Lloyds tops list of most-complained about banks
The Ombudsman dealt with 40,500 Lloyds TSB Bank complaints across all categories between 1 July and 31 December 2013, and found in the consumer's favour in 54% of them.
Behind Lloyds TSB in the list was fellow Lloyds Banking Group (LBG) subsidiary Bank of Scotland, which received 39,134 complaints (43% of which were upheld).
Barclays was third in the list of individual banks with 36,506 complaints, of which 77% were upheld in the consumer's favour.
The number of complaints received by the Ombudsman about Lloyds TSB and Bank of Scotland were high enough to propel parent LBG to become the most complained about group in the latter half of 2013.
In total, there were 190,356 complaints about PPI during the period, making up 76% of the Ombudsman's workload.
In a statement, Lloyds Group said that while PPI complaints accounted for 78% of all the complaints it received in the second half of 2013, the figure was down 60,000 compared with the first half of the year.
It said it "continues to proactively manage the issue of PPI complaints in order that customers can receive redress if they have been mis-sold. This is an ongoing process and we will continue to review all claims in an in-depth manner that produces fair outcomes for customers".
Excluding PPI, the number of complaints made to the Ombudsman about financial products was 8% lower than the first six months of 2013 (55,747 compared to 60,807). Banking complaints fell by 11% over the period and insurance cases by 7%.
Chief ombudsman Tony Boorman said: "The extraordinary volumes of financial complaints we saw in 2013 now look as if they're starting to level off at last – and that has to be welcome news for everyone.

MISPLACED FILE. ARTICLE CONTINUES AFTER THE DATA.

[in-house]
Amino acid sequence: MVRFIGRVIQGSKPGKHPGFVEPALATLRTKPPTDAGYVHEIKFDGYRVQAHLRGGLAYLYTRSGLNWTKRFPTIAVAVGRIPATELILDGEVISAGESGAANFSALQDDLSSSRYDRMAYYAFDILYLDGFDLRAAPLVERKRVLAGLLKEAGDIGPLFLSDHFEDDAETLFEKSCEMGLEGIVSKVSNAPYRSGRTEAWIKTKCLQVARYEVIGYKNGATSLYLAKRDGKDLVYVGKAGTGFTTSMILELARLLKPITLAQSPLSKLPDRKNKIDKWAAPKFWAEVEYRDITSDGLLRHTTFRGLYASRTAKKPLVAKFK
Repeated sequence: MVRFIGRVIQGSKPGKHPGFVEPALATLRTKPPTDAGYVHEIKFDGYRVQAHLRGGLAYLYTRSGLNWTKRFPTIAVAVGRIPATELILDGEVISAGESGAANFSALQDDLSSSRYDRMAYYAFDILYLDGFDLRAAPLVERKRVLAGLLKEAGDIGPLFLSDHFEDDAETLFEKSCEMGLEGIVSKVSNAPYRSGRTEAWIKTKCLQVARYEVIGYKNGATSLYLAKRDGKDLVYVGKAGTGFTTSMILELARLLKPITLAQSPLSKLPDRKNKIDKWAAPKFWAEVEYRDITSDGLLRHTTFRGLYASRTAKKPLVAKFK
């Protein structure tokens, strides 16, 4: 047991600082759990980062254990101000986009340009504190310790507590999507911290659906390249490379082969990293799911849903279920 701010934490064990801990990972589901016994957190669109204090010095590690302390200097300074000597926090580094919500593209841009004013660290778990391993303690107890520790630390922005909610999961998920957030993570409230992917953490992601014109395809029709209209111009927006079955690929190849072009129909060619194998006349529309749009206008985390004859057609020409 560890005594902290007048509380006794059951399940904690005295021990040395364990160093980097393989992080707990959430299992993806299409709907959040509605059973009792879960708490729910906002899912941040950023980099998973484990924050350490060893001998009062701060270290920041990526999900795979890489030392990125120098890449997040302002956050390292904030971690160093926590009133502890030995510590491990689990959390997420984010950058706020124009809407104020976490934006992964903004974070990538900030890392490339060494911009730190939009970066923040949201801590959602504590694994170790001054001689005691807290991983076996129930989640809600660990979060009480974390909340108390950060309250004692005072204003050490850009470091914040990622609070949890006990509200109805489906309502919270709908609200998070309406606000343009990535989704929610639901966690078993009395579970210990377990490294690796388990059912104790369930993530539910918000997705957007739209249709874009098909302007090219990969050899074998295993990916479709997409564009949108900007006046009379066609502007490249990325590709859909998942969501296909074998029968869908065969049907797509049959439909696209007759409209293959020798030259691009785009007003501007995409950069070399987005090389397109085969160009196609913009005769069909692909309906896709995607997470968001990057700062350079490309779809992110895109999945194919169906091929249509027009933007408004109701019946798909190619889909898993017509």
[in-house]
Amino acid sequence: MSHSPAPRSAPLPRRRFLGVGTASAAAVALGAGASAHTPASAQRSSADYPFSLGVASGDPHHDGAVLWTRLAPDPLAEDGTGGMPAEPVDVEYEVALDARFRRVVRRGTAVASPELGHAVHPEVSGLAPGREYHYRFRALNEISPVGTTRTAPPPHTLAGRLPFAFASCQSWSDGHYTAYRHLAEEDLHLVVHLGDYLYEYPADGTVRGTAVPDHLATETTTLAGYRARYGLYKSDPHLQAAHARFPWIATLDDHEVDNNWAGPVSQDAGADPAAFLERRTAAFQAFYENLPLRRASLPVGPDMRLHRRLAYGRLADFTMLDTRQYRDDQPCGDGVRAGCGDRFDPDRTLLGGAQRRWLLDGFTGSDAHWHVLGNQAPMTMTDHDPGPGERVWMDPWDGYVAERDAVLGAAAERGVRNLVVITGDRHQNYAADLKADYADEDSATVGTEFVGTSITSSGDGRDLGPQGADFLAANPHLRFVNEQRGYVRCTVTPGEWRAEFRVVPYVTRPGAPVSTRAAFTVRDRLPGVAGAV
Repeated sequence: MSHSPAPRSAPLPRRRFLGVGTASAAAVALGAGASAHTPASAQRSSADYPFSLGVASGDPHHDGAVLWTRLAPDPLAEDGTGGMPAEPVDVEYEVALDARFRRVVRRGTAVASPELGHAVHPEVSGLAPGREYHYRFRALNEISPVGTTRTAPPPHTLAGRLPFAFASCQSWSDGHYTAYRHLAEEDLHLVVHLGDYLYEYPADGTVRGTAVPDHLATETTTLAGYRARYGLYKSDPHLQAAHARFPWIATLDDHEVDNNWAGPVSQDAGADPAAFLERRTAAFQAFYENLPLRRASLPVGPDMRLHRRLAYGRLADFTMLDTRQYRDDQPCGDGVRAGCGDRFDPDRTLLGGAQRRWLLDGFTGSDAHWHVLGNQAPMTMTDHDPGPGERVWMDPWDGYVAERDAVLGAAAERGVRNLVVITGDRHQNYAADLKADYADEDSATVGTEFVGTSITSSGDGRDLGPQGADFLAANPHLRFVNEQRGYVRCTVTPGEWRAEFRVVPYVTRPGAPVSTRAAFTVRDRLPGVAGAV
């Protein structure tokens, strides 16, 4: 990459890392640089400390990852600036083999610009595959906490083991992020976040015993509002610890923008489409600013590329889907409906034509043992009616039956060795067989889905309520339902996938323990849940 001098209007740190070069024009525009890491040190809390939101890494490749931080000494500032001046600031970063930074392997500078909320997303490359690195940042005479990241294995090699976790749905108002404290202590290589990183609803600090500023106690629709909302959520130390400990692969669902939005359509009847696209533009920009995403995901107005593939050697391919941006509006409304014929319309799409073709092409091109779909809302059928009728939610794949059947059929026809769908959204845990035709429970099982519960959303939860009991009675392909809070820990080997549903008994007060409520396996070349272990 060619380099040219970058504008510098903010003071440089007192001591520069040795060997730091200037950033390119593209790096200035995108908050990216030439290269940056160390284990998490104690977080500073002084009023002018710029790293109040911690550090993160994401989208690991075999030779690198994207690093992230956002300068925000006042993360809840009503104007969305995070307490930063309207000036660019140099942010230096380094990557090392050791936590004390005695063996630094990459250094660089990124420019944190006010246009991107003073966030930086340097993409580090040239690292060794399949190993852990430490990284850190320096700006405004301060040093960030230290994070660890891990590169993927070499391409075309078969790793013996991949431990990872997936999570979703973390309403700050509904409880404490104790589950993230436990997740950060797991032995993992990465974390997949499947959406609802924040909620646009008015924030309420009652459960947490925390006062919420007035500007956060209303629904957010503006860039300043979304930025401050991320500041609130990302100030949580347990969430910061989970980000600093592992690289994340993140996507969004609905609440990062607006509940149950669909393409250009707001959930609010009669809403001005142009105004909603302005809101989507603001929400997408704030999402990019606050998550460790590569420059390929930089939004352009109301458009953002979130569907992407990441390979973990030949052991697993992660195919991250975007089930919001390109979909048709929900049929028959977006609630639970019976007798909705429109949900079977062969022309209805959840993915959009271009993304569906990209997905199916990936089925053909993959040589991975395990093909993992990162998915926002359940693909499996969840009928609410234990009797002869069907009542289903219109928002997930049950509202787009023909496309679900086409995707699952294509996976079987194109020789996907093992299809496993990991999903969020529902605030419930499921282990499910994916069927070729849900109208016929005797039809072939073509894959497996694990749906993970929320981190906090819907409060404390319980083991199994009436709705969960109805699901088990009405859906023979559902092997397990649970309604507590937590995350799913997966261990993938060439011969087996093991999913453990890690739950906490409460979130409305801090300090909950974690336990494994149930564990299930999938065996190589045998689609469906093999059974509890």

"But we're still a long way from being able to say that PPI is sorted once and for all. Over 1,000 people every day are still asking us to sort out PPI problems that they've not been able to resolve directly with their bank."
He added: "Away from PPI, there are further signs of improvement, with fewer cases suggesting good news. But in far too many cases uphold rates remain stubbornly high, highlighting the need for financial businesses to do more to demonstrate their longer-term commitment to listen to customer's concerns as they seek to rebuild trust."
The average uphold rate whereby the ombudsman found in the consumer's favour over the last six months of 2013 was 51.
Group customer service director Martin Dodd added: "Throughout 2013 we have continued to make significant progress on customer complaint handling. Our aim remains to reduce the cause of customer complaints in the first place. However, this data from the FOS does show that where things have gone wrong, we've been able to resolve things quickly and with a fair outcome. This year, we'll strive to maintain our position as the bank that receives the fewest complaints, relative to the number of customers, of all major providers."
Payment protection insurance is designed to cover you should you fall ill, have an accident or lose your job and can’t make repayments on loans or credit cards. However, research by consumer watchdogs found the cover to be overpriced, filled with exclusions (policies exclude self-employment, contract employees and pre-existing medical conditions) and were often mis-sold because the exclusions were never fully explained. In May 2011, the High Court ruled banks had knowingly mis-sold PPI and ordered them to compensate around two million consumers.
If you’ve have a complaint about a financial service product you have bought but the company you bought it from refuses to resolve your problem after eight weeks, the Ombudsman can help. The Ombudsman will investigate and resolve the matter. The Ombudsman is independent and its service is free to consumers. The Ombudsman may find in the company’s favour but consumers don’t have accept its decision and are always free to go to court instead. But if they do accept an Ombudsman’s decision, it is binding both on them and on the business.